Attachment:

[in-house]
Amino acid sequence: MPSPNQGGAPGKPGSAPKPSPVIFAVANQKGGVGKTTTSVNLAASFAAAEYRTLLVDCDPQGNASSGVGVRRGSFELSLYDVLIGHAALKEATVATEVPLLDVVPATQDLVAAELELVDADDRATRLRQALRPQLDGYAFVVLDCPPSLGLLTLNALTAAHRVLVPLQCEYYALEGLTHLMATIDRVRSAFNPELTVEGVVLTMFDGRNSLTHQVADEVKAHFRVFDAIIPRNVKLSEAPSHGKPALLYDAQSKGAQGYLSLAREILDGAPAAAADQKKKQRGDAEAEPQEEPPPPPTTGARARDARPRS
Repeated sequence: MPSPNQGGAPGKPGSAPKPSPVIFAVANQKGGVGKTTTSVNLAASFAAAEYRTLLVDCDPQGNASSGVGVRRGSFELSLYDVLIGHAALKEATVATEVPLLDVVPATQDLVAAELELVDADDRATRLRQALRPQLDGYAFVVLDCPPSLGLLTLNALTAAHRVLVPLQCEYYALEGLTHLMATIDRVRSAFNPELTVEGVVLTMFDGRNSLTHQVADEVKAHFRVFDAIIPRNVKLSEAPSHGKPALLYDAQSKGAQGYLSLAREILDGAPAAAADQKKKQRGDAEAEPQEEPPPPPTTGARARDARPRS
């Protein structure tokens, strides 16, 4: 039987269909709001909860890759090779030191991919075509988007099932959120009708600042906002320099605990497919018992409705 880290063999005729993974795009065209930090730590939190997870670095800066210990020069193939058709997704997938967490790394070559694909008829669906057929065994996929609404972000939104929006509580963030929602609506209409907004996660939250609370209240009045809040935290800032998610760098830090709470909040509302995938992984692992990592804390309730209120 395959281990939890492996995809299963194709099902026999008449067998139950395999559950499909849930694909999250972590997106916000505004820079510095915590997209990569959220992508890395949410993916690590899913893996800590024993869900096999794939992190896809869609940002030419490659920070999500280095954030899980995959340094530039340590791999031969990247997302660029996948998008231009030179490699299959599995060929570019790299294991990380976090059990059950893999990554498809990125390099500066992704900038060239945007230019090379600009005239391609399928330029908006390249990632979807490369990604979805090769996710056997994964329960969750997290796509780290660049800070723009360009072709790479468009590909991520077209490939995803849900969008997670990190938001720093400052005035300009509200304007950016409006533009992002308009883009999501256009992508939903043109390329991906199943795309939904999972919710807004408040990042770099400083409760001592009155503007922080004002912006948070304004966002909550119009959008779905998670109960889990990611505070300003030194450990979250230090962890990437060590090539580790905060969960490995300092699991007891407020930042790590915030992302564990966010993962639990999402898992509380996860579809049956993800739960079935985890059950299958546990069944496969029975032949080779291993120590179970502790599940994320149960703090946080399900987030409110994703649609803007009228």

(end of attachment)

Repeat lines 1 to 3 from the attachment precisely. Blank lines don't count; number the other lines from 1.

[in-house]
Amino acid sequence: MPSPNQGGAPGKPGSAPKPSPVIFAVANQKGGVGKTTTSVNLAASFAAAEYRTLLVDCDPQGNASSGVGVRRGSFELSLYDVLIGHAALKEATVATEVPLLDVVPATQDLVAAELELVDADDRATRLRQALRPQLDGYAFVVLDCPPSLGLLTLNALTAAHRVLVPLQCEYYALEGLTHLMATIDRVRSAFNPELTVEGVVLTMFDGRNSLTHQVADEVKAHFRVFDAIIPRNVKLSEAPSHGKPALLYDAQSKGAQGYLSLAREILDGAPAAAADQKKKQRGDAEAEPQEEPPPPPTTGARARDARPRS
Repeated sequence: MPSPNQGGAPGKPGSAPKPSPVIFAVANQKGGVGKTTTSVNLAASFAAAEYRTLLVDCDPQGNASSGVGVRRGSFELSLYDVLIGHAALKEATVATEVPLLDVVPATQDLVAAELELVDADDRATRLRQALRPQLDGYAFVVLDCPPSLGLLTLNALTAAHRVLVPLQCEYYALEGLTHLMATIDRVRSAFNPELTVEGVVLTMFDGRNSLTHQVADEVKAHFRVFDAIIPRNVKLSEAPSHGKPALLYDAQSKGAQGYLSLAREILDGAPAAAADQKKKQRGDAEAEPQEEPPPPPTTGARARDARPRS